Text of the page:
I told Father Strobel, “We will be up here on this mountain interviewing candidates for ministry in March of next year. We will want to hear them articulate a proper theology of baptism or we will not approve them for ordination.” He smiled and said, “That’s because we care more about baptism than God does.”
Don’t misunderstand me. I think baptism is important and it is a beautiful experience of God’s grace. Every time we gather around this font for a baptism, I sense the presence of the Holy Spirit pouring God’s love all over us.
But here deep in the Gospels in the only passage about the judgment, there is only one criterion for being invited to inherit the kingdom. It is not baptism or denominationalism or orthodoxy or creeds or theology, “it is this whether or not we saw Jesus Christ in the face of the needy and whether or not we gave ourselves away in love in his name.” (Feasting on the Word, Year A, Volume 4, p. 336) That is all.
“When you have done it for one of the least of these members of my family, you have done it for me.” Seeing Christ in others, seeing Christ in those in need is revolutionary. It changes the way we interact with the world and it requires a conversion, a changed heart, a new way of seeing the world around us. And when we are changed responding becomes second nature to us.
Many see the needy as intrusions, as lazy or losers. Some think they deserve their unfortunate positions, especially among the poor. So seeing them different requires a new way of seeing things—it calls us to see as God sees. And it is not easy. It is frustrating at times.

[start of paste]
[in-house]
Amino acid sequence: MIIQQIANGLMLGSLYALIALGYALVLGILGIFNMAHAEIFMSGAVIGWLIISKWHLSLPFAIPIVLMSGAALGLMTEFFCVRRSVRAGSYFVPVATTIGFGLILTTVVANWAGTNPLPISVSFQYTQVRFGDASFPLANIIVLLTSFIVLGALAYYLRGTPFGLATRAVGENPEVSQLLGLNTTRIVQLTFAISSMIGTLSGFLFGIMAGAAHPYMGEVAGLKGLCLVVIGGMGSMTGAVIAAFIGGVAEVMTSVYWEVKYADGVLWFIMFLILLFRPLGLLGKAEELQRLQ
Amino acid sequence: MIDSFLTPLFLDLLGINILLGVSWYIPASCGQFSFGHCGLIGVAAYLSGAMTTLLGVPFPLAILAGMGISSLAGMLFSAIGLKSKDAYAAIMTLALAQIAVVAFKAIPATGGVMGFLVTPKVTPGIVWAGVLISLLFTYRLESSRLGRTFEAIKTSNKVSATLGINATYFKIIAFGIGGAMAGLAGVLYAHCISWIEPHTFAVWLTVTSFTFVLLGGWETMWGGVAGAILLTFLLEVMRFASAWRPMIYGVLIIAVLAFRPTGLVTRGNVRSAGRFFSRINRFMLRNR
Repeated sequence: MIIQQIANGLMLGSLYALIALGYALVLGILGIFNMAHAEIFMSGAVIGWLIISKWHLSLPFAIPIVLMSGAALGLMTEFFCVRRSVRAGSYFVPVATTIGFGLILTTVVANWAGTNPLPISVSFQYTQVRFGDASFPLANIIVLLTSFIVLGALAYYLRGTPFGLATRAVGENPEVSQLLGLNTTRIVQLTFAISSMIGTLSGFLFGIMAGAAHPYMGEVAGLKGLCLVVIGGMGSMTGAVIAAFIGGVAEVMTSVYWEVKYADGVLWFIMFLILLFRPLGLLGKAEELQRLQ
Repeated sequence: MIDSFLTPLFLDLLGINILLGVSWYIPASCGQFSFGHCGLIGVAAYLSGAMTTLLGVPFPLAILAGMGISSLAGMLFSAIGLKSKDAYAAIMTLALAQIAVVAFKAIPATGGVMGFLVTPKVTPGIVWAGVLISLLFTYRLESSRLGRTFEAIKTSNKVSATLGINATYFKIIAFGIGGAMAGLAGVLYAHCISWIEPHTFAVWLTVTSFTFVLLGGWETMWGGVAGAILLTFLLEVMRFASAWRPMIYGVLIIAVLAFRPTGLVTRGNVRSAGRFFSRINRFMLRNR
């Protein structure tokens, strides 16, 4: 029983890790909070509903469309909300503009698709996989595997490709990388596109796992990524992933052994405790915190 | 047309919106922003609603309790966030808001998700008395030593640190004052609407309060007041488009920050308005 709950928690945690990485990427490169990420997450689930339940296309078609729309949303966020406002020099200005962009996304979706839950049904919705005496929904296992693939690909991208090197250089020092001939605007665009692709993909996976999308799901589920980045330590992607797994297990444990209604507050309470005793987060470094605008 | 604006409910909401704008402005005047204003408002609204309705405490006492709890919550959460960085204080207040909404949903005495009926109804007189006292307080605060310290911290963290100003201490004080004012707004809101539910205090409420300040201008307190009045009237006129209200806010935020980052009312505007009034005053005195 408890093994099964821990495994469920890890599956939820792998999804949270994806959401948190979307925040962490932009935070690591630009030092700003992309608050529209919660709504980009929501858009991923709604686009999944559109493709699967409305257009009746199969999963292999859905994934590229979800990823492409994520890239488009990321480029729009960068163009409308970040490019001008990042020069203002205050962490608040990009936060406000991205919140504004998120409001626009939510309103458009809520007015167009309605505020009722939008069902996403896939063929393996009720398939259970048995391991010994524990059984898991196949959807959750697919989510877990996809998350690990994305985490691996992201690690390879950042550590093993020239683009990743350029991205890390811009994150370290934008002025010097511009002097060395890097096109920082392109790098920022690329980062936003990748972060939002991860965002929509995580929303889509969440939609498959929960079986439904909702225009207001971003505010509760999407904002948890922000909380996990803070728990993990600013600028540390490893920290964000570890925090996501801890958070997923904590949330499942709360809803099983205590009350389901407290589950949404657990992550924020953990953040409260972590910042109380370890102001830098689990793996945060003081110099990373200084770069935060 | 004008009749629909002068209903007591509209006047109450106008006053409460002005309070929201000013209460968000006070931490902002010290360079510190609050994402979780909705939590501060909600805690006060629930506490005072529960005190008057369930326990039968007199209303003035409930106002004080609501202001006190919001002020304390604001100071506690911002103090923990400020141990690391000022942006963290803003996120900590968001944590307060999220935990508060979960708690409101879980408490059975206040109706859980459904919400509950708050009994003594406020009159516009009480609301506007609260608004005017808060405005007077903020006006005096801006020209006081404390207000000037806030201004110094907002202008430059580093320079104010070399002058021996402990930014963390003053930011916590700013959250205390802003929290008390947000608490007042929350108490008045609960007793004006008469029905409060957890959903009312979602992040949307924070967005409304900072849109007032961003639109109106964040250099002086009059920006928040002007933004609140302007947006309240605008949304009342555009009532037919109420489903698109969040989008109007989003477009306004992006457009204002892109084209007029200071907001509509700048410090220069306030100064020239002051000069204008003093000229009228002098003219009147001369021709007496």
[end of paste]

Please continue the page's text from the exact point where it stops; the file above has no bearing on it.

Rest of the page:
There was a young man named Scotty who came by Grace UMC when I served there. He seemed earnest and he had a way about him that was likeable. He always needed something. He worked as a house painter but he never seemed to have enough to make ends meet. His money always ran out before the end of the month, and over the years I had given him money, food and gasoline. I had bought some car parts so he could keep going to work. He did not always make good decisions. I would get hopeful that he could do better. One day I said, “You know Scotty, I think God has a better plan for you than the one you are living.”
One day I got a letter from Scotty. It came from the Northwest Correctional Complex in Tiptonville, where he had been incarcerated for stealing. I was so angry and disappointed. He was asking me to help his family out for Christmas. The letter came when I was working on a sermon about this passage and I heard these words in my mind, “When you have done it for one of the least of these members of my family, you have done it for me.” My heart was changed and I knew what God wanted me to do.
So I sat down and wrote Scotty a long letter. I told him that I was disappointed in him but I loved him and I wasn’t giving up hope for his life. I told him that I saw Christ in him when we visited. I told him that we would send a gift card to his family so they could have Christmas gifts and food.
“Lord, when was it that we saw you hungry and gave you food, or thirsty and gave you something to drink. And when was it that we saw you a stranger and welcomed you, or naked and gave you clothing? And when was it that we saw you sick or in prison and visited you?”
We see the face of Christ all around us everyday. Everyday we are presented with the opportunity to give ourselves away in love in the name of Jesus.
As we make our financial commitments….as we prioritize our ministries…as we seek to be faithful in loving God and one another let us imagine communities where all God’s children are cherished, honored, and loved; where all God’s children are fed and clothed and live in safe homes; where all God’s children experience and know the love of Jesus Christ.